I feel the series, while good, is not geared to the average person. There is too much use of professional genealogists and jet setting all over the world. It also is misleading because so far, EVERYONE has had some famous or glorified ancestor in their family- which is not going to be the case for most people. Using actors as the main subjects is entertaining but allowing them into archives to handle old documents without the use of gloves or a pencil makes me cringe! Tell me you or I could go into that same archive and get away with something like that!
And because the shows are only an hour in length I find they jump over some important steps to how they arrive at discovering that all too important piece of family history. Instead of doing such a long introduction or a boring and pointless recap after each commercial, why not talk more about the sources used or the time frame involved in arriving to the outcome? The only time I have seen mention of any online source used is when someone logs onto Ancestry to look up a ship manifest. That’s great if you have the luxury of a laptop and subscription to ancestry from home, but if not, it is available at most libraries or Family History Centers for free. Or another alternative is the Ellis Island site if your ancestors arrived through New York and prior to 1924.
In spite of this, I do enjoy the show and I am happy that it has been picked up for another season. I only hope that they will eventually realize that there is so much more that they can do with the show to improve it.
Friday, April 26 – Susan Sarandon traces her ancestry to Tuscany, Italy
Friday, April 30 – Spike Lee traces his African- American roots.
With so many sources of information available today and so many websites to choose from, it’s sometimes difficult to understand just what and how records are used for researching – especially if you are new to genealogy. As much as we would all just love to jump right in and begin researching this could probably be one of the biggest mistakes we make. One is almost guaranteed to miss an important clue. I can’t tell you how many sources I have had to revisit because I did this very same thing.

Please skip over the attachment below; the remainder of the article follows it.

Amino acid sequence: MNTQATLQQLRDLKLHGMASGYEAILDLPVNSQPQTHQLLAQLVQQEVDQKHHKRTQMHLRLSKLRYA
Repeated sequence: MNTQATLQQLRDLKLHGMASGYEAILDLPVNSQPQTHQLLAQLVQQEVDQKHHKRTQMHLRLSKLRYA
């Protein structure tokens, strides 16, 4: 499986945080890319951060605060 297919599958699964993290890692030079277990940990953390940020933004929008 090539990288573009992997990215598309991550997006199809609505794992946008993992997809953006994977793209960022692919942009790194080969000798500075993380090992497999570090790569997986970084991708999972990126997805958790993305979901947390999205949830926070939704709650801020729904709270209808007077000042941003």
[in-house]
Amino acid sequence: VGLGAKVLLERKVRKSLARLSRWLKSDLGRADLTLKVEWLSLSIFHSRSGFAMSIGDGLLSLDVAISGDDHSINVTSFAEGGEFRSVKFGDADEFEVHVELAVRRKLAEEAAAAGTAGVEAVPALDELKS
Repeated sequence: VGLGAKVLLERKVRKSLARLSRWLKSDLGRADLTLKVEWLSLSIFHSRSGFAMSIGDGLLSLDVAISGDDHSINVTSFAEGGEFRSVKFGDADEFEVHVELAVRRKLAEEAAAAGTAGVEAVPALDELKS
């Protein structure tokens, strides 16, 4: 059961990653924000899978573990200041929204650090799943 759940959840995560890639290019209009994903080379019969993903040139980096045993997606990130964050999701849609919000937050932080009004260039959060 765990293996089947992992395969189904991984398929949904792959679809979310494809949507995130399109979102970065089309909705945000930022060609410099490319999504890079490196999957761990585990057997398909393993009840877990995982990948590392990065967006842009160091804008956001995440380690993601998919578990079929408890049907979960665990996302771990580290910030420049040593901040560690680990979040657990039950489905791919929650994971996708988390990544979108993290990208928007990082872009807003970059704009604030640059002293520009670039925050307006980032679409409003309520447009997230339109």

The answer to this is read, read, read! Every reputable website should have a newsletter or archive that should explain just how to read, understand or use the records available. Ancestry is no exception.
I subscribe to several newsletters and in several languages (I do this just to spice it up a bit). They are delivered directly to my inbox to an account in which I use just for this purpose. This keeps me current on which new records are being added to sites and how they are used. I also find the Learning Archives at Ancestry to be a treasure trove of information for both the new and seasoned researcher.
Recently, Ancestry posted this article on 10 Census Questions That Lead to More Answers which I think is worth a definite read. With the 2010 US Census in full swing, it’s interesting to note just how the census’s have changed over the years and what can be learned from them.
- Appearance: Excellent
- Ease of Navigation: Lots of Links to Choose from so stay focused or you will find your self backtracking quite a bit.
- Quality of Information: Very Good but you will need to track migration patterns of your ancestors and variations in name spellings on your own.